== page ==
Targeting large clones of skin cells caused by ultraviolet irradiation (UV) may help reduce skin cancers, according to University of Queensland research.
Professor Kiarash Khosrotehrani said the study found proliferation of these large clones was concentrated around hair pores and not evenly distributed.
“Using genetic engineering of skin epidermal stem cells, we were able to track the growth, regression and cancerisation of individual clones that resulted from UV exposure.
“We found large clones regressed in size as soon as skin irradiation stopped, highlighting the importance of sun protection,” Professor Khosrotehrani said.
Keratinocyte cancers, or basal and squamous cell carcinomas, are one of the main cancers in Australia, affecting one in three people, and are strongly linked to sun exposure.
Dr. Edwige Roy said skin cancers were more likely to be found in large clones.
“While surgery is extremely effective in treating individual keratinocyte cancers, it doesn’t prevent a high proportion of patients from developing subsequent tumours in the same sun damaged area,” Dr. Roy said.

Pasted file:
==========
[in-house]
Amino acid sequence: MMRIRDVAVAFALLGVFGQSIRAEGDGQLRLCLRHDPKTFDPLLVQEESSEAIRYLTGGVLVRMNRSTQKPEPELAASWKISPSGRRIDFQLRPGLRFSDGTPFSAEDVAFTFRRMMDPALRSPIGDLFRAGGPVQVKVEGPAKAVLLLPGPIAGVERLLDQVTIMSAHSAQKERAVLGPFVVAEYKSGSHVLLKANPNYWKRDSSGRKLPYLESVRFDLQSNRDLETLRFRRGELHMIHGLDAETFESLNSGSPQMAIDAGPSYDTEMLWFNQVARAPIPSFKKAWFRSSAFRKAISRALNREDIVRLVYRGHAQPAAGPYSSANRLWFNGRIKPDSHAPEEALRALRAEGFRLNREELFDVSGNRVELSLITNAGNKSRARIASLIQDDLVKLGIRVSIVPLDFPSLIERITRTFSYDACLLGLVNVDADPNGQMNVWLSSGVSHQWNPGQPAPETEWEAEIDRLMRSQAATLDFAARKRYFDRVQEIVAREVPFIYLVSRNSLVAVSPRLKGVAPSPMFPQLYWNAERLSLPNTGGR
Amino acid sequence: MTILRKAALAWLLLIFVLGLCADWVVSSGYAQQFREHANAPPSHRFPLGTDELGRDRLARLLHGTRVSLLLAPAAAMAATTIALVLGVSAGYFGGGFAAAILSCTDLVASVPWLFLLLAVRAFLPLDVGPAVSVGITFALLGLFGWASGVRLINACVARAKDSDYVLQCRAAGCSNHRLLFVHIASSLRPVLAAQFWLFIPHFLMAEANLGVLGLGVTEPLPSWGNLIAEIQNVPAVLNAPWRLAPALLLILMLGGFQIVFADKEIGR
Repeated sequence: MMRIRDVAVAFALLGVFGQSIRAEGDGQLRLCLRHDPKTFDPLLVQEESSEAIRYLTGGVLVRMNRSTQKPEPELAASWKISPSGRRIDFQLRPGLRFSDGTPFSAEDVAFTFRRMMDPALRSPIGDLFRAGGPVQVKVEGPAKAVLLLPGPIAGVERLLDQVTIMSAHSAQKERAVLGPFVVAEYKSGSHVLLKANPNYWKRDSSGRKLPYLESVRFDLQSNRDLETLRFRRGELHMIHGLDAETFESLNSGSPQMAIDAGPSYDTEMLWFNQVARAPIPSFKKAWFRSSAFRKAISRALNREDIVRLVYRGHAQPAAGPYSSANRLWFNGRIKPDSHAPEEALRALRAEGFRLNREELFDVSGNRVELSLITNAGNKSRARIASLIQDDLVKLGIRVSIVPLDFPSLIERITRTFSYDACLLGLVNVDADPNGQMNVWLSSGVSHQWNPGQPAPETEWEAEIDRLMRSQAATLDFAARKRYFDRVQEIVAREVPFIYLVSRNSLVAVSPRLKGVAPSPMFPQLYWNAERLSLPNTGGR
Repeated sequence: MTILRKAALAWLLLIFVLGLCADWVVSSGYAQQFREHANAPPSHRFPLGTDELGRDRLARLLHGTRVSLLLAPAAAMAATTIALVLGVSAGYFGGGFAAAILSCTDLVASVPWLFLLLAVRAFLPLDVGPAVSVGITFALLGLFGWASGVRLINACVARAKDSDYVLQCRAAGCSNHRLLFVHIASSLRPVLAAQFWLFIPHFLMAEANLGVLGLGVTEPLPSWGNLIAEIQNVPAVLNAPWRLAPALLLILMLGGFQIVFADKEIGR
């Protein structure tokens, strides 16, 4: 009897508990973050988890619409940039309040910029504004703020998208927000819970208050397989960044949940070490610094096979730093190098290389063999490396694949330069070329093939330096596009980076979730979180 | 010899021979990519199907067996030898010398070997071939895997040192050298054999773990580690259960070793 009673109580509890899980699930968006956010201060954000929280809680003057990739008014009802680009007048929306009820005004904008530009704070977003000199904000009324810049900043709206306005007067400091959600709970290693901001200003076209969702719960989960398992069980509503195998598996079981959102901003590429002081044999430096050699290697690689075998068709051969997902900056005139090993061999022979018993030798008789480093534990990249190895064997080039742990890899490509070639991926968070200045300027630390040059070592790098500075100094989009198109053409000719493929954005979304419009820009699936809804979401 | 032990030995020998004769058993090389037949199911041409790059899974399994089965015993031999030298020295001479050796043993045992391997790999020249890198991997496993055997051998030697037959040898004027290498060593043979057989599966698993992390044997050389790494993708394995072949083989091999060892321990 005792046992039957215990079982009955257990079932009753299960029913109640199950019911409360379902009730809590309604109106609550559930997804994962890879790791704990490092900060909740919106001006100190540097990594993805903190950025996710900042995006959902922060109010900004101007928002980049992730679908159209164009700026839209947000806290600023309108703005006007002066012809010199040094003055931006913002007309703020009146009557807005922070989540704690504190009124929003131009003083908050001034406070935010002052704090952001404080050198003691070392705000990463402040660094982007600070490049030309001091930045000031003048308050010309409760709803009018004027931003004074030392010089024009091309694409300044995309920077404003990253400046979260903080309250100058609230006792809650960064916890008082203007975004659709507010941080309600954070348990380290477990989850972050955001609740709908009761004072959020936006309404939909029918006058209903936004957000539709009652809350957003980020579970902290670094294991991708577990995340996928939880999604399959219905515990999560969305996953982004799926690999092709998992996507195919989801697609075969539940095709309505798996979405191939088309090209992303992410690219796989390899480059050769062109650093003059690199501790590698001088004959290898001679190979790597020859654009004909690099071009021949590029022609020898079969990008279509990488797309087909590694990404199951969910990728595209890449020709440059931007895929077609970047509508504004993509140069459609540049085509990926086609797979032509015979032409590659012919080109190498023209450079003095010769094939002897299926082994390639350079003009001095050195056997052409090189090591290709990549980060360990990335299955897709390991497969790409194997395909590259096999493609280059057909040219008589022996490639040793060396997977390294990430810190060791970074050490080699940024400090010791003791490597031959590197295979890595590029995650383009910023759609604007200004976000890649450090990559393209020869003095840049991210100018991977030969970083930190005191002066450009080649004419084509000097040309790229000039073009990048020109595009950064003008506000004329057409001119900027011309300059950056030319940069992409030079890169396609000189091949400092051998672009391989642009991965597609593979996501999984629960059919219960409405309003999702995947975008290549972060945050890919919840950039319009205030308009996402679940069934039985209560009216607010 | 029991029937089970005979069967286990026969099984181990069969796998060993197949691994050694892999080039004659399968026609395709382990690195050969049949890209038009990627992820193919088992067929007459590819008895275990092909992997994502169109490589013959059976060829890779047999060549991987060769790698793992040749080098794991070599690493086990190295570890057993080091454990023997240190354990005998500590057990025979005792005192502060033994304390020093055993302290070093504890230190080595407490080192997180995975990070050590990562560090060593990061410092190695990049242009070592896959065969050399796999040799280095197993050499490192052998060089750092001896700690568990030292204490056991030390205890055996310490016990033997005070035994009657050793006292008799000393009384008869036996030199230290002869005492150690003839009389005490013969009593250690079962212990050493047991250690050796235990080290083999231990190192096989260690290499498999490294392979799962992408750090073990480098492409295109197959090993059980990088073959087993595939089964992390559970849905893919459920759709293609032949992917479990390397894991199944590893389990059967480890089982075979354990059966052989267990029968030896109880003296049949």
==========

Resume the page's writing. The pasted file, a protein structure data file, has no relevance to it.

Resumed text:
“In Queensland, about four per cent of people experience 10 or more skin cancers every three years.
“For these patients, skin cancer is a chronic disease with multiple surgeries and regular skin checks required during their lifetime.
“While it’s still unclear what processes drive the formation of skin cancer, our study helps clarify the influence of UV irradiation in its development by evaluating clone size dynamics in skin exposed to chronic ultraviolet irradiation,” she said.
“It also considers whether specific clones have more propensity to form skin cancer.
“Our findings have major implications for reducing skin cancer through sun protection and reducing the size of skin clones.
“Chemoprevention treatment could play a significant role in addition to sun protection by reducing the size of skin cancer clones, lowering keratinocyte cancers rates in Australia.”